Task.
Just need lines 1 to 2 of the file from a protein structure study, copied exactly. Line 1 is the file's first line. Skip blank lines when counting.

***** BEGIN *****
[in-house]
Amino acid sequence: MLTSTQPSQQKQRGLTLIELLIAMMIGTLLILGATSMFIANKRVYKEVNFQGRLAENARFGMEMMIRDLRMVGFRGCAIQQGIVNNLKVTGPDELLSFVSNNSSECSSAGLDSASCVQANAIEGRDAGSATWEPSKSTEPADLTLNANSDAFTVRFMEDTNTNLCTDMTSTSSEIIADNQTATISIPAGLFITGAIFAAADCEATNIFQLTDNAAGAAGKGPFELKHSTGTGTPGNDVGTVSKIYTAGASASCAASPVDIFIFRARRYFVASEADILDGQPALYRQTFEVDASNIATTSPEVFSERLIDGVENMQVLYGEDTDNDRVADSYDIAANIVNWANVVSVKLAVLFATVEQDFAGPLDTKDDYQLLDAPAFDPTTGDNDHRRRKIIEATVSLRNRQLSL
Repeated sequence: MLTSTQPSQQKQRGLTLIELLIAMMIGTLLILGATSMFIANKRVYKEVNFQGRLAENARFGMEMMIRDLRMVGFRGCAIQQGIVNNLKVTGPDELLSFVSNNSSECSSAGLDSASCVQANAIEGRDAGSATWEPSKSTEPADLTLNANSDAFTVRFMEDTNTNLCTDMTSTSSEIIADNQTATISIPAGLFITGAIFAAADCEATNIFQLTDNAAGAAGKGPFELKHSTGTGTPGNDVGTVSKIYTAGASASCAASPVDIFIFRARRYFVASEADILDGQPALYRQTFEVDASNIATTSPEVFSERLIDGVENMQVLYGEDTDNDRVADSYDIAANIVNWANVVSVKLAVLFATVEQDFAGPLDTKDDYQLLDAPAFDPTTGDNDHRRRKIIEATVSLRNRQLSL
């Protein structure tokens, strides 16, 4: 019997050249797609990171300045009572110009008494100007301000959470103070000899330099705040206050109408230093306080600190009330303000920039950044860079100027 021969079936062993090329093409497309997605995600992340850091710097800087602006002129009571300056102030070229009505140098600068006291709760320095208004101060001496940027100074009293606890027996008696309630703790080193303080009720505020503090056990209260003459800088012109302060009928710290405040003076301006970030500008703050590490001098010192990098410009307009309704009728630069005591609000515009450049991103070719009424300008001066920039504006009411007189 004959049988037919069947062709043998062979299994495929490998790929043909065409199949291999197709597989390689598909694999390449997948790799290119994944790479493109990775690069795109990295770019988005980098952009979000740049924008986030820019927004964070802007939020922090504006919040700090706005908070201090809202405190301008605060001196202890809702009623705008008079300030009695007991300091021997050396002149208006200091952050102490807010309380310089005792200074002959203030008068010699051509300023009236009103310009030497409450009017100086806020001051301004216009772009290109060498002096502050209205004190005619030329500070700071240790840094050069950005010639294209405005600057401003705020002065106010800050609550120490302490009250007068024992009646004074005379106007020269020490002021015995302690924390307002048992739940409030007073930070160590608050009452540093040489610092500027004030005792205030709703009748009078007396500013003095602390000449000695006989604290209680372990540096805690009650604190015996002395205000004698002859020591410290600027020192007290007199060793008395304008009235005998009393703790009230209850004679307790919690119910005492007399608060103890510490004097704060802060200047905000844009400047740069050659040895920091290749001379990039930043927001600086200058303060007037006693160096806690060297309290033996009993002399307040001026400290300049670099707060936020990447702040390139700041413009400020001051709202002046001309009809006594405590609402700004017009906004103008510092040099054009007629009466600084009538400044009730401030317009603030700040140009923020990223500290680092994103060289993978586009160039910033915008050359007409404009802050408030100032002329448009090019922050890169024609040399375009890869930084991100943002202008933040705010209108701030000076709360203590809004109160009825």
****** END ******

[in-house]
Amino acid sequence: MLTSTQPSQQKQRGLTLIELLIAMMIGTLLILGATSMFIANKRVYKEVNFQGRLAENARFGMEMMIRDLRMVGFRGCAIQQGIVNNLKVTGPDELLSFVSNNSSECSSAGLDSASCVQANAIEGRDAGSATWEPSKSTEPADLTLNANSDAFTVRFMEDTNTNLCTDMTSTSSEIIADNQTATISIPAGLFITGAIFAAADCEATNIFQLTDNAAGAAGKGPFELKHSTGTGTPGNDVGTVSKIYTAGASASCAASPVDIFIFRARRYFVASEADILDGQPALYRQTFEVDASNIATTSPEVFSERLIDGVENMQVLYGEDTDNDRVADSYDIAANIVNWANVVSVKLAVLFATVEQDFAGPLDTKDDYQLLDAPAFDPTTGDNDHRRRKIIEATVSLRNRQLSL